Symptoms of prion disease can vary widely and often mimic other illnesses.
Sporadic CJD presents itself in a variety of ways, though typically looks homogeneous towards the end of the disease duration1,2. Clinical presentation can include a "classic CJD" phenotype, demonstrating cognitive impairment and cerebellar impairment such as gait ataxia or incoordination (MM1 & MV1). However, most cases of CJD do not present with a clinical syndrome that is immediately identifiable as sCJD. Many cases will present with cognitive impairment and may initially be misdiagnosed as a different type of dementia (e.g., Alzheimer's disease, frontotemporal dementia, dementia with Lewy bodies)(MV2).
Other cases may present with isolated visual symptoms (i.e., Heidenhain variant, MM1) or pure gait ataxia for a period of time before other symptoms emerge (i.e., Oppenheimer-Brownell variant, VV2). Nevertheless, some cases may present with a non-specific psychiatric syndrome, as a mood disorder or anxiety. It is not unusual for sCJD to be misdiagnosed as other illness because of symptoms that overlap with more common conditions3,4. Oftentimes the illness has to progress and include more common symptoms, such as myoclonus, for clinicians to appropriately arrive at a clinical suspicion of the disease.
The average duration of sCJD is 4-6 months, from illness onset until the patient passes. The majority of patients with sCJD succumb to their illness within a year, but some cases can survive a year or two. However, because of the difficulty in diagnosing sCJD, it is not uncommon for there to be a very short time period between diagnosis and death (e.g., one month). sCJD is typically a disease of mid-to-late life, with an average age of onset in the mid-60's, but with cases as young as 14 and as old as 101.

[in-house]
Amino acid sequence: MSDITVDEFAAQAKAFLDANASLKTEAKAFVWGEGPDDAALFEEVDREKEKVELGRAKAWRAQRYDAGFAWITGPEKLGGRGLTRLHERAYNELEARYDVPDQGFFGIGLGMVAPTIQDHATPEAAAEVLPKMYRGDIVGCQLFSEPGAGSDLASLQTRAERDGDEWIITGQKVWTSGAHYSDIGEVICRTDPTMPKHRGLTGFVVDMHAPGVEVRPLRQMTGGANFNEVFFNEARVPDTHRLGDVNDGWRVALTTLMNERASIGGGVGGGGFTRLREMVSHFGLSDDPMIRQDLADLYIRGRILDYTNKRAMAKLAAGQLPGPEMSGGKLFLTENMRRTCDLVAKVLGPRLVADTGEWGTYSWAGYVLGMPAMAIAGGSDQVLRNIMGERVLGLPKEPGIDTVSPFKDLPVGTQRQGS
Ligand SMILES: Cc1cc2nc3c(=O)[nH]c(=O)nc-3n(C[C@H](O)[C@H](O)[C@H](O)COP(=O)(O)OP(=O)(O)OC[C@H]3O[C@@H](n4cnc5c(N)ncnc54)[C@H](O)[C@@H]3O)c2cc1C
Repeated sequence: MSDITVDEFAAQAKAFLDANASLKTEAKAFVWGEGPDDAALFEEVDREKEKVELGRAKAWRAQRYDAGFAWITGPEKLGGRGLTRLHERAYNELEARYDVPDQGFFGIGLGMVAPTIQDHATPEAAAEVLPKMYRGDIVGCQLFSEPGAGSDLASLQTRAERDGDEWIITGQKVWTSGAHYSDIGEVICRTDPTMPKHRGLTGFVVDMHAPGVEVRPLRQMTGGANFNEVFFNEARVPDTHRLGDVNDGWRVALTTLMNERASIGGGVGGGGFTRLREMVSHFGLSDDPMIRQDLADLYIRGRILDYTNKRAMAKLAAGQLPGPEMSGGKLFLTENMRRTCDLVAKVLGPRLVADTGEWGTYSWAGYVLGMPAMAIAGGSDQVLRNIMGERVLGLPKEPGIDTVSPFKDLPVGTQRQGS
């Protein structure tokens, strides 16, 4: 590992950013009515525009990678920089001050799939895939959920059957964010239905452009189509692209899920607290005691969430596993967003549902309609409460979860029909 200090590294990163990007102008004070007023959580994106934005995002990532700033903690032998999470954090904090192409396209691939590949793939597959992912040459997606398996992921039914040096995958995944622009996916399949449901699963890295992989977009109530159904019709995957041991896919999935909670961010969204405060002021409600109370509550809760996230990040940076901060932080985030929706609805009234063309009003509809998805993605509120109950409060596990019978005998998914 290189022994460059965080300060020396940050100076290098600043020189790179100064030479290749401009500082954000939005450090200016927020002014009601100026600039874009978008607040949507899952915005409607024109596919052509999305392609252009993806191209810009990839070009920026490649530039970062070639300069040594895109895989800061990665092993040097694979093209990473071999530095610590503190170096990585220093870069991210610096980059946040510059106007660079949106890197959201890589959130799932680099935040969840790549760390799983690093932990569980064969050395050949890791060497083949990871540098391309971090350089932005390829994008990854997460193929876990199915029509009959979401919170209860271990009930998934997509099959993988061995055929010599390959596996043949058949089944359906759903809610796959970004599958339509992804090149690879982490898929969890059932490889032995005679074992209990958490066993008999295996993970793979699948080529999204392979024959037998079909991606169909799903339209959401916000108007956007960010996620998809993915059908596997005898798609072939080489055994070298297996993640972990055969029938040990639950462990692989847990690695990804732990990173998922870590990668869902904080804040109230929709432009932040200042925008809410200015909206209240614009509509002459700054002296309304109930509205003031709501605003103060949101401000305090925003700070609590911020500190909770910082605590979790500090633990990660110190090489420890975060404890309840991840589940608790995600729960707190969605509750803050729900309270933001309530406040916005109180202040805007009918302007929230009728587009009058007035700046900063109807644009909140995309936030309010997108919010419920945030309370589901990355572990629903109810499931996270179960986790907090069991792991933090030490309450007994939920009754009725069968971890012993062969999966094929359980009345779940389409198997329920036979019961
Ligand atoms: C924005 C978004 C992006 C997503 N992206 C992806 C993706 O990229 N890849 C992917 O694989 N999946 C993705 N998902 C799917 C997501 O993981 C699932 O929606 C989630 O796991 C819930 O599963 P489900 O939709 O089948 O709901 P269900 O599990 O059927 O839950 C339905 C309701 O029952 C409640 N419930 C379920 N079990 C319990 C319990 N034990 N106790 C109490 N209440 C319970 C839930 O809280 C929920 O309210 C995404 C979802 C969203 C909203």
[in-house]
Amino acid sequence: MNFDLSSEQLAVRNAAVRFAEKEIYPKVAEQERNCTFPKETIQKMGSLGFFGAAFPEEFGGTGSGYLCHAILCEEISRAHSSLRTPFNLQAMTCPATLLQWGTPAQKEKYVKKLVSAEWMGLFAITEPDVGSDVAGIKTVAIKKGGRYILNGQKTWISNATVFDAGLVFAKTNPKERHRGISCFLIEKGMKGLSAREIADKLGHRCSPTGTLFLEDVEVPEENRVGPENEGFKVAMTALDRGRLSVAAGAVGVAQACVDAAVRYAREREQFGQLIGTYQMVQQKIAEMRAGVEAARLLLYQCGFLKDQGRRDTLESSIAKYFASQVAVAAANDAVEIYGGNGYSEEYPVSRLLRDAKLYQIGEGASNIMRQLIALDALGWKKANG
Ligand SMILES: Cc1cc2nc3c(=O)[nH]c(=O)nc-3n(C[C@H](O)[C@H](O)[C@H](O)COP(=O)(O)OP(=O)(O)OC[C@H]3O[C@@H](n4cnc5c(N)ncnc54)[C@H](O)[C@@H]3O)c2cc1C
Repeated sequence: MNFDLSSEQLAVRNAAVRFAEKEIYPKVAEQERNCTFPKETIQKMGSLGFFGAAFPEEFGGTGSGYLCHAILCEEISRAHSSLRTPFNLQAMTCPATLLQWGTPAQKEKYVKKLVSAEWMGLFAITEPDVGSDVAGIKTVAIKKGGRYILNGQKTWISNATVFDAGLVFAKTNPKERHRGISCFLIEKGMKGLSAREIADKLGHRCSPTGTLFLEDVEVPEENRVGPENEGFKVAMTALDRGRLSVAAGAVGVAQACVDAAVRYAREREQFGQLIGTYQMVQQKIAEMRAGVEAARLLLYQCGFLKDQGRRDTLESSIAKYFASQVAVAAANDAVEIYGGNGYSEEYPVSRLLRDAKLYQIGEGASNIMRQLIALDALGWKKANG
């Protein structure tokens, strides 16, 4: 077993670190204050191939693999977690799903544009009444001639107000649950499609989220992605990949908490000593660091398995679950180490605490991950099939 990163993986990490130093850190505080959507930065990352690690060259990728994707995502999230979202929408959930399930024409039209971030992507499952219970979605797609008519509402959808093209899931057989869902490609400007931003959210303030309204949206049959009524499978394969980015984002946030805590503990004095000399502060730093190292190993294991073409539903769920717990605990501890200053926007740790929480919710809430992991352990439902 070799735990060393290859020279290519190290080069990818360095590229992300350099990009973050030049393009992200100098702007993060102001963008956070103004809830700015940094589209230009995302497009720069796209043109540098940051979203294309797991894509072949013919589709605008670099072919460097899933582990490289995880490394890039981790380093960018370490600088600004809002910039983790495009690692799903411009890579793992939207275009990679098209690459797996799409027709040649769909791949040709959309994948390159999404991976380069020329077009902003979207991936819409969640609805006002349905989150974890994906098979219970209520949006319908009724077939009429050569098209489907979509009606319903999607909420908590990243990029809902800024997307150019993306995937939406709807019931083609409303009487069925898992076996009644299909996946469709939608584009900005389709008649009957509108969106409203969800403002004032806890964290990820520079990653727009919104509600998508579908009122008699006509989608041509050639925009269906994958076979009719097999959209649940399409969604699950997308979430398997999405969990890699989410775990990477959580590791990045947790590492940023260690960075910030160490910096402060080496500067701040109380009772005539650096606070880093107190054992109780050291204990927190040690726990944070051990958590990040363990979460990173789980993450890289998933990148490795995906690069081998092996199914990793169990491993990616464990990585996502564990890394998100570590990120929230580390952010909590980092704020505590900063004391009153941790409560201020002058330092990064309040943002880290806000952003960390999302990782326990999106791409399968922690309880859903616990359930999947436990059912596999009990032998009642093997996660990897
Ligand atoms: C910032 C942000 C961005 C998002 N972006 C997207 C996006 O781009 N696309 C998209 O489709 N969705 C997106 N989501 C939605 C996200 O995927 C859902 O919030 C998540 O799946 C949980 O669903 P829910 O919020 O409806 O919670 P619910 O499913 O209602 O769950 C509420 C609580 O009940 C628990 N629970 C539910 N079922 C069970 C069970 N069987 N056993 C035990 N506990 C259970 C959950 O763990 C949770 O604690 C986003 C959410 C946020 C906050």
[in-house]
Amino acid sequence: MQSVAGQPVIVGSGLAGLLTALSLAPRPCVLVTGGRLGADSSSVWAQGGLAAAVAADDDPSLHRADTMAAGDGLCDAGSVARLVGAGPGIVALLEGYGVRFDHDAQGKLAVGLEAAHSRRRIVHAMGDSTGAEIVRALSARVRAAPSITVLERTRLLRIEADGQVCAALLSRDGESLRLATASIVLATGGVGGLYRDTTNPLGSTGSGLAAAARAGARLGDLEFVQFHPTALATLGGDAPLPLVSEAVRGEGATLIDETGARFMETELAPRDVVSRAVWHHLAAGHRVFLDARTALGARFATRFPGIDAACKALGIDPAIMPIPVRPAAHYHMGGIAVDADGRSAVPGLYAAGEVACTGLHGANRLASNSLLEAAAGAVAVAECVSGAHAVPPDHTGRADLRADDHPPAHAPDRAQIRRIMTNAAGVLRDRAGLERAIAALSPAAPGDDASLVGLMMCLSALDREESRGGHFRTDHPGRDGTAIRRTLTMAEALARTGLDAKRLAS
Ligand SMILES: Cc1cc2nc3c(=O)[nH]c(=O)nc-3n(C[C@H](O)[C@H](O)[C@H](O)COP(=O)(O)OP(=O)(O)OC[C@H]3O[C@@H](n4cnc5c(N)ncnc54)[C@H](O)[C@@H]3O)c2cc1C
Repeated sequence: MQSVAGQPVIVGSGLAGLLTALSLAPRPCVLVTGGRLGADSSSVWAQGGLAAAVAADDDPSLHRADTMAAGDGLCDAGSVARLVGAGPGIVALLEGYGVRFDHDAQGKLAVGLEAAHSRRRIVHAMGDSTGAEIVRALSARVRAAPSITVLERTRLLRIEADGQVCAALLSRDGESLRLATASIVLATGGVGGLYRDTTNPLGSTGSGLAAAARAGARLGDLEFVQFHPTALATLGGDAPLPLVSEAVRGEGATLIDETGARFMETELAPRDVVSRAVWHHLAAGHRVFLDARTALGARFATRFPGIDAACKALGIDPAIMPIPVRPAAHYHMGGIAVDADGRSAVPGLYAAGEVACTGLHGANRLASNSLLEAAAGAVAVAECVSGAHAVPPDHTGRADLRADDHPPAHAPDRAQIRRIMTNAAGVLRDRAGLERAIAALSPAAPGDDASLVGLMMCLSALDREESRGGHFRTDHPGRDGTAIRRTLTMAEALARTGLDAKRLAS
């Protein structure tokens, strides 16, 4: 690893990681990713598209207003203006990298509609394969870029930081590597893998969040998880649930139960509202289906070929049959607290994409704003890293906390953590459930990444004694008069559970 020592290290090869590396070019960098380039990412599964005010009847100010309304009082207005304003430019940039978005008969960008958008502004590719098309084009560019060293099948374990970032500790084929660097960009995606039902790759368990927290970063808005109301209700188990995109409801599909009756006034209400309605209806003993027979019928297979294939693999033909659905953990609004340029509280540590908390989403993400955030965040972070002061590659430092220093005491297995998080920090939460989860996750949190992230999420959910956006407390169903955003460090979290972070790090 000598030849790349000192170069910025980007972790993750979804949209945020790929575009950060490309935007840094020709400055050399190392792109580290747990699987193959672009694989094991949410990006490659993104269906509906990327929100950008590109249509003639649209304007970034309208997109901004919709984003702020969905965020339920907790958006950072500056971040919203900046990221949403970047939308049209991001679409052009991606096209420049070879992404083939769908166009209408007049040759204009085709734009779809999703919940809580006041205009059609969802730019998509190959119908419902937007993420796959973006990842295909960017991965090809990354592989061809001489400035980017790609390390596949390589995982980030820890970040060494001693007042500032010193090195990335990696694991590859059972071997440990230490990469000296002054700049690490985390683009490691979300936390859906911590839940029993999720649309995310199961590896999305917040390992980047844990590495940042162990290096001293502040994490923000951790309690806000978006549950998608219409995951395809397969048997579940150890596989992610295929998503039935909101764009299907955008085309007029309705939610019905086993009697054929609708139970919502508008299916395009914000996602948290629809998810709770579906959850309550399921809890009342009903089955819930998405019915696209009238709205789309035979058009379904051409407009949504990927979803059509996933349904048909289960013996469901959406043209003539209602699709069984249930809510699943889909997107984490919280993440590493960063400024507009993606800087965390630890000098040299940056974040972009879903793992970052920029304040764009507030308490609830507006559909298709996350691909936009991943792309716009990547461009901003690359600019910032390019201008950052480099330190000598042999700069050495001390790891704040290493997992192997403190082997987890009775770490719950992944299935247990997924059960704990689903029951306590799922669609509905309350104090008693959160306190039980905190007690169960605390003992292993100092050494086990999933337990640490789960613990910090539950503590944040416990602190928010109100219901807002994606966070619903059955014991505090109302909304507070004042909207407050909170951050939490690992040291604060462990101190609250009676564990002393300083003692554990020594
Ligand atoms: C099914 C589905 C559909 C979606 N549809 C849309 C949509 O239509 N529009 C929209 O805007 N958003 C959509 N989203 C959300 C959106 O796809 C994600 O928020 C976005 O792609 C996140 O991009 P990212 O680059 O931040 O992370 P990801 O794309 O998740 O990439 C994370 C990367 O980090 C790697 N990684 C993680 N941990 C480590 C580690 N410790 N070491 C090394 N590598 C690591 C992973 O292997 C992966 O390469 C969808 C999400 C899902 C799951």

Variably Protease-Sensitive Prionopathy (VPSPr) is a rare sporadic form of prion disease characterized by speech difficulties and psychiatric signs, followed by cognitive impairment and progressive motor impairment6. Many of these cases have a longer duration than sCJD and are initially misdiagnosed as a non-Alzheimer's type of dementia (e.g., dementia with Lewy bodies, frontotemporal dementia).
1. Appleby B. S., Appleby K. K., Crain B. J., Onyike C. U., Wallin M. T., Rabins P. V. "Characteristics of established and proposed sporadic Creutzfeldt-Jakob disease variants"; Arch Neurol 2009; 66:208–15.
2. Parchi P, Giese A, Capellari S, Brown P, Schulz-Schaeffer W, Windl O, et al. "Classification of sporadic Creutzfeldt-Jakob disease based on molecular and phenotypic analysis of 300 subjects". Annals of Neurology 1999; 46:224–33.
3. Chitravas N, Jung RS, Kofskey DM, Blevins JE, Gambetti P, Leigh RJ, et al. Treatable neurological disorders misdiagnosed as Creutzfeldt-Jakob disease. Annals of Neurology 2011; 70:437–44.
4. Appleby BS, Rincon-Beardsley TD, Appleby KK, Crain BJ, Wallin MT. "Initial diagnoses of patients ultimately diagnosed with prion disease". Journal of Alzheimer’s Disease: JAD 2014; 42:833–9.
5. Cracco L, Appleby BS, Gambetti P. "Fatal familial insomnia and sporadic fatal insomnia". Handb Clin Neurol 2018; 153:271–99.
6. Notari S, Appleby BS, Gambetti P. "Variably protease-sensitive prionopathy". Handb Clin Neurol 2018; 153:175–90.